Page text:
RF-EHNs may also act as cognitive radio networks (CRNs), that is, using the spectrum in an opportunistic way without being licensed. Several works have explored these kinds of networks. Reference [15] provides an overview of the RF-EHNs including system architecture, RF energy harvesting techniques, and existing applications. The authors also explore various key design issues in the development of RF-EHNs, including cognitive radio networks. The work in [16] provides a comprehensive overview of recent development and challenges regarding the operation of cognitive radio networks powered by RF energy. Spectrum efficiency and energy efficiency are two critical issues in designing cognitive radio RF-EHNs. Reference [17] provides an overview of the RF-powered CRNs and discusses the challenges that arise for dynamic spectrum access in these networks. Focusing on the trade-off among spectrum sensing, data transmission, and RF energy harvesting, the authors discuss the dynamic channel selection problem in a multichannel RF-powered CRN. Reference [18] proposes a novel method for wireless networks coexisting where low-power mobiles in a secondary network, harvest ambient RF energy from transmissions by nearby active transmitters, while opportunistically accessing the spectrum licensed to the primary network. The authors analyze the transmission probability of harvesting terminals and the resulting spatial throughput. The optimal transmission power and terminals’ density are also derived for maximizing the throughput. The work in [19] considers an RF-powered green cognitive radio network, where a central node harvests energy from ambient sources and wirelessly delivers random harvested energy to cognitive users. The work evaluates the performance of such a network, showing the feasibility of the behavior if the energy transmission rate is below a certain threshold. Reference [20] considers a network where the unlicensed users can perform channel access to transmit a packet or to harvest RF energy when the selected channel is idle or occupied by the primary user, respectively. The work is mainly focused on finding the channel access policy that maximizes the throughput of the secondary user. Reference [21] analyzes an energy harvesting-based cognitive radio system to find the optimal spectrum sensing time, which maximizes the harvested energy. The work in [22] analyzes a cognitive and energy harvesting-based device-to-device (D2D) communication in cellular networks. The authors employ tools from stochastic geometry to evaluate the performance of the proposed communication system model with general path-loss exponent in terms of outage probability for D2D and cellular users. One of the work conclusions is that energy harvesting can be a reliable alternative to power cognitive D2D transmitters, while achieving acceptable performance.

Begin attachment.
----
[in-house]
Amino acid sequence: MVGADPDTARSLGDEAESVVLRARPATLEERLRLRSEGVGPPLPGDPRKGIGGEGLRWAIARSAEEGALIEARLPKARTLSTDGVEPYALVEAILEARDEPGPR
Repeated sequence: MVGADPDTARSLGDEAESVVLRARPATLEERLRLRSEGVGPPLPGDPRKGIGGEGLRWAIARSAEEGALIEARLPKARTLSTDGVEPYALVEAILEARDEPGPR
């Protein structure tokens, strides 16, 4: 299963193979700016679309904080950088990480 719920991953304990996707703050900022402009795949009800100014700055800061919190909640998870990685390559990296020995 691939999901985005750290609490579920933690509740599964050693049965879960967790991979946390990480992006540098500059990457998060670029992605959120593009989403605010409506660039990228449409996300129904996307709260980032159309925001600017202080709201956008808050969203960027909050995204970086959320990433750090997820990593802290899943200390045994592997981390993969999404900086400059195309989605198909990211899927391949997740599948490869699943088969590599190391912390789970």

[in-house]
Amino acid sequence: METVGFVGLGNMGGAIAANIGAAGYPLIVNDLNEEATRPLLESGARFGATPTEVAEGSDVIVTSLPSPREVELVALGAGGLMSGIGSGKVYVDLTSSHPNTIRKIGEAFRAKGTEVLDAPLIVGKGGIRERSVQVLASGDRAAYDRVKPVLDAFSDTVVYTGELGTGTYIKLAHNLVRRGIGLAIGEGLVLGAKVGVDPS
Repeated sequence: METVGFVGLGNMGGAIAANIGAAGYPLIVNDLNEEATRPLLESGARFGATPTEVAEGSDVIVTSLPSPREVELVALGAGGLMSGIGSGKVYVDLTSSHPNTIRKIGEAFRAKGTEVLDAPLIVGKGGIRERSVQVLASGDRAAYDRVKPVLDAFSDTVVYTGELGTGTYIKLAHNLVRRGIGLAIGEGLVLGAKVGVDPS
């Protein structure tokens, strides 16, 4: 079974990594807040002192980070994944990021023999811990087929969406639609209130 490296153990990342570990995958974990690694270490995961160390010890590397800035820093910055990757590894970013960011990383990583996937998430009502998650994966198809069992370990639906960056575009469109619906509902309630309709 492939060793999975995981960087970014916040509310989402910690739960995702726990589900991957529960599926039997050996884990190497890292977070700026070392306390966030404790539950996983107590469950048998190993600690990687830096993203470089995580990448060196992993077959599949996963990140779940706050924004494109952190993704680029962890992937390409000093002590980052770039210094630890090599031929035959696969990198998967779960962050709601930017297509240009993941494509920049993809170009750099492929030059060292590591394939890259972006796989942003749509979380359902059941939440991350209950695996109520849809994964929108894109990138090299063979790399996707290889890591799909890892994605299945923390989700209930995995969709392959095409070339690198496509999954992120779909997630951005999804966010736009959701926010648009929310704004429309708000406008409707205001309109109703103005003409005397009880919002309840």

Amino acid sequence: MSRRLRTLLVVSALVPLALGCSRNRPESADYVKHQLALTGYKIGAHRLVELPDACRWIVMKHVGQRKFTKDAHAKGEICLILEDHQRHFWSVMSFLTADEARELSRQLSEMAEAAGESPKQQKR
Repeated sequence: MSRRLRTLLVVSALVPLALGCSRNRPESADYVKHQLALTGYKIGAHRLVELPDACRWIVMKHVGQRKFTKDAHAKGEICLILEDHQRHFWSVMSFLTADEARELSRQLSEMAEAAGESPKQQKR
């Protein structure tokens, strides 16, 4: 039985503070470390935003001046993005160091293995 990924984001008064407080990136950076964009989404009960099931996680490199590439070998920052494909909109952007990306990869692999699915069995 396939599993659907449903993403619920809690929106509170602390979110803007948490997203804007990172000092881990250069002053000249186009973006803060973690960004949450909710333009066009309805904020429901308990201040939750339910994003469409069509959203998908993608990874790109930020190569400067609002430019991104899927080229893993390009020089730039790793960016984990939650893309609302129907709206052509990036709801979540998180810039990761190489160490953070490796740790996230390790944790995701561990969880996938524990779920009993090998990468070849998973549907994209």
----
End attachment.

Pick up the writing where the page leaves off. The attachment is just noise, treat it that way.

In this work we are particularly focused on the characterization of the RF power received by each harvester and its impact in terms of the probability of accumulating enough energy to transmit a packet. A generalized radio propagation environment is considered. Assuming that the sources of high power RF signals (e.g., base stations) are distributed according to a spatial Poisson process, we characterize the distribution of the received RF power from the multiple transmitters. Path loss, shadowing, and fading effects are considered. The distribution of the RF power is then used to derive the probability of a harvester node having enough energy to transmit a packet after a given period of time. A soft computational model (Gaussian approach) and a more complex model (non-Gaussian approach) are presented to compute the probability of a harvester node having enough energy to transmit. These are the main contributions of the paper. Considering multiple spatial and propagation scenarios, we validate the distribution of the RF power and the probability of a harvester have enough energy to transmit a packet. The numerical results obtained with the proposed analysis are close to the ones obtained through simulation, which confirms the accuracy of the proposed analysis. In this way, we provide a characterization of the battery charging time considering innovative assumptions, including the spatial distribution of the RF transmitters, the propagation effects, and the losses associated with the RF-to-DC conversion and battery charging process. The proposed model can thus be adopted to determine the probability of a harvester accumulating enough energy after a given period of time, which is a determinant condition to compute the throughput of RF-EHNs. As far as we known, this is the first work to derive such a probability when the multiple RF signals received by the harvesters are differently affected by multiple propagation effects.

The rest of the paper is organized as follows. The system description is presented in Section 2. The characterization of the received RF power is characterized in Section 3. Section 4 derives the probability of accumulating enough energy to transmit a packet through the Gaussian and non-Gaussian approaches. Finally, validation results are presented in Section 5 and conclusions are drawn in Section 6.

#### 2. System Description

This work considers a RF energy harvesting network, where each node accumulates energy from the base stations and other RF transmitters located in the neighborhood. A harvester node is able to initiate a packet transmission whenever the level of accumulated energy is above a transmission threshold.

##### 2.1. Spatial Distribution of the RF Transmitters

We consider the scenario illustrated in Figure 1, where the node (the harvester node) accumulates energy from the transmitters that might be located in the area . The area can be obtained via calculus by dividing the annulus up into an infinite number of annuli of infinitesimal width and area and then integrating from to ; that is; . Using the Riemann sum, can be approximated by the sum of the area of a finite number () of annuli of width ,where denotes the area of the annulus . and represent the radius of the larger and smaller circles of the annulus , respectively.